A lot of first-time parents make the mistake of not starting a baby sleep schedule.
Figuring they'll enjoy as much time as they possibly can with baby during her first few months, they shy away from creating a routine, dismissing the notice as old fashion. A year or two down the road, however, these same parents often find themselves at a loss on how to get an irritable toddler into bed.
It is then the light bulb shines bright and they look jealously at other parents who report that thanks to their baby sleep schedule they only have minor problems getting their little ones off to dreamland. The importance of a schedule goes beyond simply parents' convenience (or inconvenience)!
Remember, setting up a good schedule can take some work, ritual and even elbow grease at first.
When baby gets used to a routine of, for example, waking at 7, napping at noon and going to bed at 8, everyone benefits.
Here are 5 more good reasons to start a baby sleep schedule …
It's better for baby's nature. Babies grow at a tremendous pace. They simply need their sleep and a whole lot of it. When they do not get it, everyone pays. If they do get the rest they really need and it's adhered to as much as possible, baby benefits the most. It helps baby feel secure. When a baby sleep schedule and bedtime routine are brought into play, she always knows what to expect. While she might not always like it, the routine is a comfort for a baby – even a tiny one.
A schedule can help parents function better. Although new parents sometimes have trouble working their lives around a sleep plan, having one is easier to deal with than not in most cases. While the plan does not have to be etched in stone every night, it does provide a framework for setting work and activity agendas.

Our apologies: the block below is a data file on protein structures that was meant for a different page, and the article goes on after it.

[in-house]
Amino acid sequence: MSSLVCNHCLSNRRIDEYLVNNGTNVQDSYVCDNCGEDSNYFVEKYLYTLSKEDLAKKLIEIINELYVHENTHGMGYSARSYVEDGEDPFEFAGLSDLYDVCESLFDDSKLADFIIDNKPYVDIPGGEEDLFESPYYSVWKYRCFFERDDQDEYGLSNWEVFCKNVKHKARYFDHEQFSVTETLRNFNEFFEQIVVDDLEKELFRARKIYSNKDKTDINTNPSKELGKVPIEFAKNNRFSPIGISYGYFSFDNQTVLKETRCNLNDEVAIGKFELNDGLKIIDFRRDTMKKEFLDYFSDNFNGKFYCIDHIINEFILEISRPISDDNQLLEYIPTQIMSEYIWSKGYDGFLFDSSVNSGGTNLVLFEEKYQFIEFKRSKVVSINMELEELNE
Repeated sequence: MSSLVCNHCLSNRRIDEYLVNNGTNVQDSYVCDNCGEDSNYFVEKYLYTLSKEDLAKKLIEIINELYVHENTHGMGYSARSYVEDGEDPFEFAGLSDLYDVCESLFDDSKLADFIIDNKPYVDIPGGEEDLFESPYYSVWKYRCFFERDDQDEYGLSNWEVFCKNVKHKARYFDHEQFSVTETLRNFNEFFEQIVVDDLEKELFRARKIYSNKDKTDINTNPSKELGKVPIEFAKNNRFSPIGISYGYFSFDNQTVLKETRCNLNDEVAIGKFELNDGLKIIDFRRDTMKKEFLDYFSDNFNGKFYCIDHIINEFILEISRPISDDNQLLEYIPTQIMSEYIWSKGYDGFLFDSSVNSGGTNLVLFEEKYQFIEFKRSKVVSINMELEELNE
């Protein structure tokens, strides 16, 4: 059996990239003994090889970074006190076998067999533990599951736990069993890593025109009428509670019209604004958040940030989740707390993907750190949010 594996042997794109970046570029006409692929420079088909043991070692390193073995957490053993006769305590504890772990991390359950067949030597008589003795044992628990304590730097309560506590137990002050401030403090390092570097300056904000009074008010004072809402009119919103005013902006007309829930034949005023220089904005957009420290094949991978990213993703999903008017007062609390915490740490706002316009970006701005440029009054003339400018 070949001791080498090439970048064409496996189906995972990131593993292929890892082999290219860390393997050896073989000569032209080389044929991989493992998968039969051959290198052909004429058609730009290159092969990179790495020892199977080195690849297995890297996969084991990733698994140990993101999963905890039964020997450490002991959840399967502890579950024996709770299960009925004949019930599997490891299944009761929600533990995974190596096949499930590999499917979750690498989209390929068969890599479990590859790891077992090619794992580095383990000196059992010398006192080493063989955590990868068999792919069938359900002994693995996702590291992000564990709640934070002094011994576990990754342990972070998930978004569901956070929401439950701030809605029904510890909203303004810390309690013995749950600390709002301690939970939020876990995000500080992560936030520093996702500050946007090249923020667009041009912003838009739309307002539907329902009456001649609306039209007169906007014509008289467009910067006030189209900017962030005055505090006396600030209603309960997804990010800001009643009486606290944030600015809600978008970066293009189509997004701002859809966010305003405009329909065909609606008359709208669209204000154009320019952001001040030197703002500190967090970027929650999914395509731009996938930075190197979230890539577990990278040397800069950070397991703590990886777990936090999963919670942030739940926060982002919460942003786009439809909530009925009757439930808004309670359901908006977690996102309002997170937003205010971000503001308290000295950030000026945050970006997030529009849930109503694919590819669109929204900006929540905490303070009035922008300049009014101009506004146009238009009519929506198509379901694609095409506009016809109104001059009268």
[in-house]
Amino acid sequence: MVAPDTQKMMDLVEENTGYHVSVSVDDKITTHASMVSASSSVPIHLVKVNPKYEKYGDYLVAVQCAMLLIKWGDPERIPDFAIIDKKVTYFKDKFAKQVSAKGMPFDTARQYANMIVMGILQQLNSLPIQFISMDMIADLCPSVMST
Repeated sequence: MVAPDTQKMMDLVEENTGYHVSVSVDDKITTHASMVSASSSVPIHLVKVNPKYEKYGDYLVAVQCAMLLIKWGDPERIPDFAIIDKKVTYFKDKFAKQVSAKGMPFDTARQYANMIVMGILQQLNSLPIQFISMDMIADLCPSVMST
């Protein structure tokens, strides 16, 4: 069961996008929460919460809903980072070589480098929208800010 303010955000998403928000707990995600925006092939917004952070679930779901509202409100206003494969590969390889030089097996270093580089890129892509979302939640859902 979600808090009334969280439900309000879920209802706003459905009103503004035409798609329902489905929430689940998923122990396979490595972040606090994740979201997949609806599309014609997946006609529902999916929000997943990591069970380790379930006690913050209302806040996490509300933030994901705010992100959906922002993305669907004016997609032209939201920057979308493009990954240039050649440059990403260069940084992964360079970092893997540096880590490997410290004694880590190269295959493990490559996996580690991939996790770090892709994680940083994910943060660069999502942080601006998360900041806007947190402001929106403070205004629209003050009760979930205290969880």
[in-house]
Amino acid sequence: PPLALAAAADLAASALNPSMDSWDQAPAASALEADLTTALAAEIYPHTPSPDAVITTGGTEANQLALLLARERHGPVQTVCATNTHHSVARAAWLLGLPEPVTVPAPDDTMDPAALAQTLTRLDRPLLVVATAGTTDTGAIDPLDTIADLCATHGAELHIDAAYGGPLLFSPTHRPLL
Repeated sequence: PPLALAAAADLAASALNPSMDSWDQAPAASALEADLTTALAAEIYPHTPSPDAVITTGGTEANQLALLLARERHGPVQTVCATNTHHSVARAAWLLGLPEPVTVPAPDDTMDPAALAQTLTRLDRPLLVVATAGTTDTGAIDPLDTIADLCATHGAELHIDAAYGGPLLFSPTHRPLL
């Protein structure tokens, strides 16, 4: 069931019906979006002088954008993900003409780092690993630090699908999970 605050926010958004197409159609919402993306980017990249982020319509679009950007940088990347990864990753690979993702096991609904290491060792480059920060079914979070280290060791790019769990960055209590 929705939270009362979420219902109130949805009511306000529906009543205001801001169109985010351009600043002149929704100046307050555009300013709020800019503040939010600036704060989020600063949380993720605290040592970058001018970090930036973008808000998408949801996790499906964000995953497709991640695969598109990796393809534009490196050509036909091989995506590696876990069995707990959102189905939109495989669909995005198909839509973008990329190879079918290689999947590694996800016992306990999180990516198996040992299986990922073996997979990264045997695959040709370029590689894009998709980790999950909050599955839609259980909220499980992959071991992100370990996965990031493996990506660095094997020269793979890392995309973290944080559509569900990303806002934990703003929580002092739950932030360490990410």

Daycares love them. It is simply much easier for childcare workers to do their jobs when a good routine is established. In some cases, the hours may need to be adjusted to accommodate a daycare's schedule. The long and short of it is that daycares need babies to be on a good sleep schedule to enable workers to do other important tasks while babies snooze.
It helps establish a routine. When a plan is created, it can help with establishing routine as it gets older. Children tend to remain on sleep schedules for many years (and some adults even keep them, too). The more routine a set bedtime becomes, generally the better baby and everyone around her functions in the days and years ahead.
Putting a baby who has not been on a schedule on one can take some work. But the benefits are many. Set the times, create a routine and remember to be a little flexible as she grows.
Also, keep in mind that a 2-year-old will need a different schedule than a 6-month-old. So, adjust your routine to your child's age. Most parents who avoid the idea of a sleep routine on their first child and then establish one with the second find themselves wondering why they did not take the action in the first place.
The reality is a baby sleep schedule benefits everyone, especially your baby.